That's not to say that Eochu Garb doesn't, or couldn't, reflect the political connections as Lacey suggests. I think it's possible that the genealogical connections involved add a further element to all of it; one of the current trends that's developing in academic work relating to the myths is looking at the genealogies of the Tuatha Dé Danann as a whole and looking at what they can tell us. This is something Mark Williams touched on in his book last year, noting that some of the names in the genealogies seem to express processes relating to poetic composition. It's clear over all that the genealogies of the Tuatha Dé Danann (as outlined in the Lebor Gabála Érenn) are artificial to some degree, at least, and the filid may have used them to show off or enshrine certain ideas or ideals that were important to their profession. But where there do seem to be authentic elements, the connections we find do sometimes seem to reflect the landscape of Ireland as well – the Dagda and Bóand's connections to the Boyne region, with their affair resulting in the birth of Óengus, who wins the brug from his father (or his mother's husband, depending on the version of the story you're looking at). Etc.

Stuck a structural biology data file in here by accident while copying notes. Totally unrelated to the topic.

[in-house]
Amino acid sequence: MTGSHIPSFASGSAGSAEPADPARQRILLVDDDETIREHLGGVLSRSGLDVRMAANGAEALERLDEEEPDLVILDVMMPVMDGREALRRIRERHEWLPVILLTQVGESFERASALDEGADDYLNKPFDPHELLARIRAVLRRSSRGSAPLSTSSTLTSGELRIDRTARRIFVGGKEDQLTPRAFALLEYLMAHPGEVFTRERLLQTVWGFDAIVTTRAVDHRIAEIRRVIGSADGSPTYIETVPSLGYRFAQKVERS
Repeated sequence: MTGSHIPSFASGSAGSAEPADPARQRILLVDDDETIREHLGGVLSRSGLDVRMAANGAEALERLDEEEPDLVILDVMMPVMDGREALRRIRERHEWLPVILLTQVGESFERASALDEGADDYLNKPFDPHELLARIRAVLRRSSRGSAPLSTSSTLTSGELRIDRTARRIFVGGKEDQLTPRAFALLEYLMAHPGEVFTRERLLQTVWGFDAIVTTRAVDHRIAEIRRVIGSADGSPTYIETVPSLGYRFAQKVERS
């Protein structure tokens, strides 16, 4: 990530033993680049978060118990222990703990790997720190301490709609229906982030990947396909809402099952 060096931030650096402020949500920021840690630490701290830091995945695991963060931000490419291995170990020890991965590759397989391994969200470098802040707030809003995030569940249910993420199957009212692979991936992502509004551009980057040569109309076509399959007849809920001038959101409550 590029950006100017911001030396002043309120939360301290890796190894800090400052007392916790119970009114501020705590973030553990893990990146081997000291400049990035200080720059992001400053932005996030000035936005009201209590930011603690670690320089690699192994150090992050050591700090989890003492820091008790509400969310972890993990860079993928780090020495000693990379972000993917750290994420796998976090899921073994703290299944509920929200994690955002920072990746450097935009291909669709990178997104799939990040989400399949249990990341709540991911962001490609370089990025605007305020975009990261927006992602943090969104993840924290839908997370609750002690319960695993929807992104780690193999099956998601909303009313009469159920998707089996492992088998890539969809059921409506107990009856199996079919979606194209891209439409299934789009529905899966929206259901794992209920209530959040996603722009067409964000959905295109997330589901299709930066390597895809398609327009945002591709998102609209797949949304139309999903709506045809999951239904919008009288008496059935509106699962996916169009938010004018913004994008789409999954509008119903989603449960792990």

This is actually a pretty minor point in the grand scheme of the book, but I wanted to mention it because this is the kind of thing I like to find in a book. I want to be informed, but I like to be inspired as well. Even on a relatively throw-away comment that doesn't form a major part of the book as a whole. The work that Lacey's done here is – if not totally unique – unusual, and it's refreshing, too.
So I really appreciate the work that Lacey's done here (and elsewhere – this is not the only place he's written on the subject, but I think it's perhaps the most accessible in terms of being able to physically own a copy). I think it's important to consider these sorts of connections in the way we view the gods in general. The way the gods relate to the landscape and the people are so intertwined, but these connections are clearly reflected in the way the gods interact with one another, and are related to one another, too. And it also tells us a lot about how they've survived.
It would be wonderful to see more books like this coming out, which concentrate on other areas of Ireland. What kind of picture would we see emerging then? I'd highly recommend this book to anyone – not just anyone who has an interest in Lug, or because they have heritage from Donegal and want to know more about the area (though both are good reasons to pick up the book as well), but because it reflects an important area of research that I feel is invaluable in terms of our understanding. On the whole, I think it's pretty good as an introductory level book, but the reader might benefit from having their own understanding of the basics, at the least. Since it's a fairly niche sort of topic, it's probably not going to appeal to the absolute noob anyway,